Funding sustainability of the environmental in situ observing networks in Europe
The Copernicus In Situ Coordination team conducted a survey to analyse sustainability of in situ measurements and infrastructures for ocean, atmosphere and met services. The survey shows remarkable differences in the funding of observations and indicates a direct link between the source of funding and the funding sustainability. For most meteorological observations, the funds are provided sustainably by national institutions, while for most of atmospheric composition and ocean observations, the main bulk of funding comes from short-term or research projects and is claimed unsustained in the long term.
Snow-covered Etna. Copyright contains modified Copernicus Sentinel data (2018), processed by ESA
The Copernicus In Situ Coordination team conducted a survey to analyse sustainability of in situ measurements and infrastructures for ocean, atmosphere and met services. The survey was conducted further to the findings of the Copernicus In Situ State of Play report, showing that many environmental in situ observations in Europe are potentially under threat due to unsustained funding.
A web-based questionnaire was circulated to operators of in situ observing systems relevant for Copernicus focusing on collecting information on funding sources and sustainability. Based on a total of 233 replies – 91 for ocean, 122 for meteorology and 20 for atmospheric composition an analysis of the funding source and sustainability has been carried out.
The survey shows remarkable differences in the funding of observations – 73% of meteorological observations are funded by institutional funds, for atmospheric composition this number is 45%, while for ocean observations institutional funds cover just above 28% of the total expenses. The remaining part of the observation activity involves support from external funds such as national and EU research projects or other funds (EU or private) in various combinations.
A similar marked difference is also displayed in the analysis of the funding sustainability. Among the meteorological observation networks who responded to the survey, 68% have sustained funding, 27% face some funding uncertainty in the near future, 3% have no funding today but expect funding in the near future, and 2% state severe funding problems. For ocean observations the picture is nearly opposite – 28% of the networks have sustained funding, 52% face imminent funding problems, 7% have no funding today but expect funding in the near future, 9% have severe funding problems, and 4% claim uncertain. For the atmospheric composition observations, the situation is similar to one of the ocean with 30% of the networks funded sustainably, 40% having funding problems in the near future, and 30% claim to have severe funding problems.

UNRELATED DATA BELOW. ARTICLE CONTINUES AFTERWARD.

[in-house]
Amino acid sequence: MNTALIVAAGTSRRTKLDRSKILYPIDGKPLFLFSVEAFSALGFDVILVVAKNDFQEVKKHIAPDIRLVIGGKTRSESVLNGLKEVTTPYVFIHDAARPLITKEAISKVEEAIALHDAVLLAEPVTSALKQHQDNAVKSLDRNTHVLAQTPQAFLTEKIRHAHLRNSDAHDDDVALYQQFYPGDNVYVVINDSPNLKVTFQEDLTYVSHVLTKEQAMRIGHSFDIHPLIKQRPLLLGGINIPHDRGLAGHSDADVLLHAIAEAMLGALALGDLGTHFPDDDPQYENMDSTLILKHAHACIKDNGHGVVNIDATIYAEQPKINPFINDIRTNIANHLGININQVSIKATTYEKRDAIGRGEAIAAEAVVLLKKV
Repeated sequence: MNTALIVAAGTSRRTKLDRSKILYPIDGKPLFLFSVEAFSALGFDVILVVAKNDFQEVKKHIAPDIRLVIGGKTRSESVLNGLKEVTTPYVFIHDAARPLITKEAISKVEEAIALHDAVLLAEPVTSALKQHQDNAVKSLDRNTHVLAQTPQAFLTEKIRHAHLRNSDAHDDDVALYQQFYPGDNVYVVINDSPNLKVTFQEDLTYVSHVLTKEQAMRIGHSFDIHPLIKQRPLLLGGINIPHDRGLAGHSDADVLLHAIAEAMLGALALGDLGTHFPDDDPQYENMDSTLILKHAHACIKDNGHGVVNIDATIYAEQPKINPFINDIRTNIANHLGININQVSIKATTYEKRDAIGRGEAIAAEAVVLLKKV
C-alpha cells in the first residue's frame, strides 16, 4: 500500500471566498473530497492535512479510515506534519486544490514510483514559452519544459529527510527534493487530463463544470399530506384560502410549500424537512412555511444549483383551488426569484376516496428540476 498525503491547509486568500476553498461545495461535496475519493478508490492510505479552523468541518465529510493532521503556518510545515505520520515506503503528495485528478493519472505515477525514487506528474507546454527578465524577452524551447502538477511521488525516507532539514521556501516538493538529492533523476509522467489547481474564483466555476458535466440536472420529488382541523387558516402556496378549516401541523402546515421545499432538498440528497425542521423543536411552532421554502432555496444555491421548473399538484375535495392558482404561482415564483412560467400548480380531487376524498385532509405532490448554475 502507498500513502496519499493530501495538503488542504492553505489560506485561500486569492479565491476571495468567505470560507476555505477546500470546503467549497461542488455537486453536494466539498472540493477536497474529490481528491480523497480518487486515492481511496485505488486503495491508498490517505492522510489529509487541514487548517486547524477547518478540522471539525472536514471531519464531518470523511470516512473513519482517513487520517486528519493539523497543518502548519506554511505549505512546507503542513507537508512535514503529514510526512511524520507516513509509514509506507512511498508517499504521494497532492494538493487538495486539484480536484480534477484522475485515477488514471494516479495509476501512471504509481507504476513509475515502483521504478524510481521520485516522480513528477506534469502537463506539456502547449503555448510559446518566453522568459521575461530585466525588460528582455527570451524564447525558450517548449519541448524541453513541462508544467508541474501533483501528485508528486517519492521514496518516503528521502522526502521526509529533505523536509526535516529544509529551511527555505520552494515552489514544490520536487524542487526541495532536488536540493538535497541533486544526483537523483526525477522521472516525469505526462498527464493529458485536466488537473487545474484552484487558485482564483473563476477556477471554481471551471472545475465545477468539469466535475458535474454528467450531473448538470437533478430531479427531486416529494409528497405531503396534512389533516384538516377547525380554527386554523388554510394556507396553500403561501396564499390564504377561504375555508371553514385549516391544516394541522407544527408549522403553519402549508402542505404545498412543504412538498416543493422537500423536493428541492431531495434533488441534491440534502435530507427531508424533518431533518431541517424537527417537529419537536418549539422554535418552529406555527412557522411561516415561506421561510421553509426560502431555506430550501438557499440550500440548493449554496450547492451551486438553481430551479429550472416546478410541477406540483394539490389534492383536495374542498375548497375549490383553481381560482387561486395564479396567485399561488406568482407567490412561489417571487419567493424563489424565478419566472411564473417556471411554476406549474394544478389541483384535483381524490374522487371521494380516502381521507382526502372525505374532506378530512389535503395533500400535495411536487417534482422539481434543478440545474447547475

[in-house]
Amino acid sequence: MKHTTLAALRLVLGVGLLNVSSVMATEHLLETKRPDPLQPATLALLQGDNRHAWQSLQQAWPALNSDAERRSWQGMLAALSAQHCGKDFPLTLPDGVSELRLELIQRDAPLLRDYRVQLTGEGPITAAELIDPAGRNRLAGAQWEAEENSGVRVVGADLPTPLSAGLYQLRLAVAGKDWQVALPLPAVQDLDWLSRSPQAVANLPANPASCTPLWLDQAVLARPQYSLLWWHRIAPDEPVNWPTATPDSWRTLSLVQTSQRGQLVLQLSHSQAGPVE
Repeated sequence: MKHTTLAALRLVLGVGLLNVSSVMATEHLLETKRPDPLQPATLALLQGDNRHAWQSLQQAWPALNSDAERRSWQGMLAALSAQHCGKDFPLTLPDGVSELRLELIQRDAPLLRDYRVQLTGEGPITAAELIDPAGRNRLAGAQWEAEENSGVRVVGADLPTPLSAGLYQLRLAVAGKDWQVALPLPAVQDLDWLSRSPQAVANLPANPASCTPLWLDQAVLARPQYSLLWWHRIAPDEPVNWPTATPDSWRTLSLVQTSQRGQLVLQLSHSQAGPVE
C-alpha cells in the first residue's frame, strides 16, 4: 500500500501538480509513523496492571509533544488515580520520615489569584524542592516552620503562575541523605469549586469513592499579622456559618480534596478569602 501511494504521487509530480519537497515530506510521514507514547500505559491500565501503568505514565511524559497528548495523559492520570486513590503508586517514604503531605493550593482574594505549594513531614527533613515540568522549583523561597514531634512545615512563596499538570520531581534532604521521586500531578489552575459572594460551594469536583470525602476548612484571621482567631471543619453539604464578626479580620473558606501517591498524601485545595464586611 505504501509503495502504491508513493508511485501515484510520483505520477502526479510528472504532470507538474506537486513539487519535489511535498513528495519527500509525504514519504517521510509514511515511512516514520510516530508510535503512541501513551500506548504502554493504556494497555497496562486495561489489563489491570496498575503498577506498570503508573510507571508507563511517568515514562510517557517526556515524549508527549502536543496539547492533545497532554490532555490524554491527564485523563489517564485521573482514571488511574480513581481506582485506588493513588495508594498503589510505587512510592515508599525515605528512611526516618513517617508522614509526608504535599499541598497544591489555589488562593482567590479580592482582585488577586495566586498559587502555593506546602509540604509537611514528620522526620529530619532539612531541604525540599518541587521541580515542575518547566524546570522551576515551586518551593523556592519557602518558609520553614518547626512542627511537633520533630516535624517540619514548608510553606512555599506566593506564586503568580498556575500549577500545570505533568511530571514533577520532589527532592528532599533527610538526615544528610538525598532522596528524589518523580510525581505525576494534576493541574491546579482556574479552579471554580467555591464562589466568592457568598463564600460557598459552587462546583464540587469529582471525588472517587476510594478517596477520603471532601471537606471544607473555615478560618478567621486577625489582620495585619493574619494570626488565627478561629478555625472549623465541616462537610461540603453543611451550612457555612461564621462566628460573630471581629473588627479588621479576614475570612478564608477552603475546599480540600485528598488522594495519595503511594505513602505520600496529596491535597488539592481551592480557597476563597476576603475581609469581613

Conclusions from this funding sustainability survey are:
- The relatively high degree of sustained institutional funding for meteorological in situ observations clearly reflects the way the meteorological community is organised. In the countries of the networks surveyed, there is one dedicated meteorological service with national responsibilities and international commitments to contribute to the global meteorological observation network under WMO (World Meteorological Organization).
- Only around 30% of ocean and atmospheric composition in situ observations have sustained institutional funding, while the remaining part is dependent on external funding primarily linked to research funds (national or EU) with the degree of uncertainty and time limitation that this implies.
- The clear difference in the funding sustainability in the meteorological, ocean and atmospheric composition communities reflects the fact that the ocean and atmospheric composition communities, as opposed to the meteorological community, do not have the same national and international commitments to monitor the environment on a regular and operational basis, a majority of their observations are linked to research activities.
The Copernicus In Situ Coordination team is following up on the survey results with two activities started in 2019:
- Analysis of Copernicus’ potential to contribute to improving sustainability of key observing networks;
- Information campaign towards national funders on the importance of sustained in situ observations for the success of the Copernicus Services.
The report’s findings have already been shared with the members of both EUMETNET (European National Meteorological Services network) and EuroGOOS (European Global Ocean Observing System) and discussed at their respective General Assembly meetings. According to EuroGOOS, the report reflects key areas for concern and will provide a useful baseline document to underpin establishment of more sustainable networks for the future. As for the EUMETNET, it was noted that although meteorological networks seem to be more secured in the long-term this might evolve towards less sustainability with an increase of free and open data sharing, as many countries still apply fees for data access to ensure funding levels. It was recommended that the report should be updated regularly to track the situation.